What They DON'T Tell You in Nursing School
Brittney Wilson | The Nerdy Nurse
I’ll be the first to admit that I’m not one of these people who grew up being a nurse. It would be nice to say that I put bandages on my dolls, and had dreams of nursing since I was a child. But I just can’t say it. It’s not true.
I came to the realization that wanted to be a nurse six months after passing my NCLEX and working as a nurse. Before then, I knew I could be a nurse, but I didn’t really know I wanted to.
I went to nursing school because it was local, cost effective, and would be a bridge to my more lofty aspirations of plastic surgeon or lawyer.
I’m sure you will have people tell you not to even dream of wasting you’re time with nursing school if you are not absolutely sure you will love it, but I beg to differ. Nursing is many different things to many different people and I found my love when I realized the impact I could make as a nurse.
So here are a few things I learned after nursing school, on the floor, that I certainly was not taught in a book:
1. I have to think every day. Sometimes I think so hard my head hurts. I had no idea that this job would require so much thinking, but it does. Everyday, all shift, all the time, I have to think.
2. You should never be bored or burned out. Although it happens, there are so many avenues in which to practice that you should never allow yourself to get burnt out as a nurse. If you get tired of bedside care, then work in the OR, the ER, a doctors office, home health, Informatics, and any of the other facets of this career.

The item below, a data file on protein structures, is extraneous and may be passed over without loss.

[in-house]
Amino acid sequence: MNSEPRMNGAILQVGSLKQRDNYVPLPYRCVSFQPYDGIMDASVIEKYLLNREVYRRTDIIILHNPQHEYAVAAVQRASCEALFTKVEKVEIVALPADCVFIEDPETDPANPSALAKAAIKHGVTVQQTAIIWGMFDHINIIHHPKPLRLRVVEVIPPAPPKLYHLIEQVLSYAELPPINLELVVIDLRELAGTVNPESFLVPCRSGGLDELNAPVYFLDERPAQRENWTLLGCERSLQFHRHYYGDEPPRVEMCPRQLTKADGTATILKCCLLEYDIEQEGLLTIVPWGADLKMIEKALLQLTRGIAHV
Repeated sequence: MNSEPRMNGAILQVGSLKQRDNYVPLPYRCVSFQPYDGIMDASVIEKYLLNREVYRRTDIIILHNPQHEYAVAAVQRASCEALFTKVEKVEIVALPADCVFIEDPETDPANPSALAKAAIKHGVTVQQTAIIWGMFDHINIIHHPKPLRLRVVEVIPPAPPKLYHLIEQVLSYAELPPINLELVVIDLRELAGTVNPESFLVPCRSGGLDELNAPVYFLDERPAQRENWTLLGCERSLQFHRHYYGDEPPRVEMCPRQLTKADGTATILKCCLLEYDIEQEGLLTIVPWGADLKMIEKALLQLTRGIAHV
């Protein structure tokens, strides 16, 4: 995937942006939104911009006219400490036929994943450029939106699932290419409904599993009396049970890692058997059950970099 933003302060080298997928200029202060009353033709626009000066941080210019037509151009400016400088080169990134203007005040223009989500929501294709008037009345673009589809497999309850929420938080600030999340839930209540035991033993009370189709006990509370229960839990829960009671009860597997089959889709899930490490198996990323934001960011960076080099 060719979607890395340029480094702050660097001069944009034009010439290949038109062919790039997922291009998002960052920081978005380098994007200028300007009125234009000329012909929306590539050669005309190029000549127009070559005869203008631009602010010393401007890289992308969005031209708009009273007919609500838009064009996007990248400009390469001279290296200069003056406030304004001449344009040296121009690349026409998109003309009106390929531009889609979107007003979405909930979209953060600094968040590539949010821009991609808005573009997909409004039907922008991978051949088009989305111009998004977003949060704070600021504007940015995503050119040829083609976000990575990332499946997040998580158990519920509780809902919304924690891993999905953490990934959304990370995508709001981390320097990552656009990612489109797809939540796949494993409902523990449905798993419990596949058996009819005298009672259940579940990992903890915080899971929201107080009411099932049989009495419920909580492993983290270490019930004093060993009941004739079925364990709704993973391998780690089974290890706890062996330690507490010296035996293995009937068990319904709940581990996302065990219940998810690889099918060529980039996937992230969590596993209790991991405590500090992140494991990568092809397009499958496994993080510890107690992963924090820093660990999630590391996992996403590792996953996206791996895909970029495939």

3. Sometimes it’s what you say to someone, and not what you do for someone that makes the biggest difference. I work with many competent and skilled nurses who perform their tasks for their patients flawlessly, but they do not take the top to stop and talk with the patient. They do not acknowledge the fact that this person is a person and not a bracelet to scan or a vital sign to record. I did not realize just how much talking would be required of me to provide good care, but honestly, it’s one of my favorite things about nursing.
4. Nurses Eat Their Young. This was a topic not discussed in school and only known to me in fleeting whispers before I became a nurse. In a field that is meant to promote nurturing and caring, it is unfortunate that there will be many nurses who soul source of joy appears to be making the lives of new nurses miserable. If you find yourself being a victim, do your best to avoid them. Stand up for yourself and your patients. And speak out about the issue – it is the only way that we as professionals can help to stop it!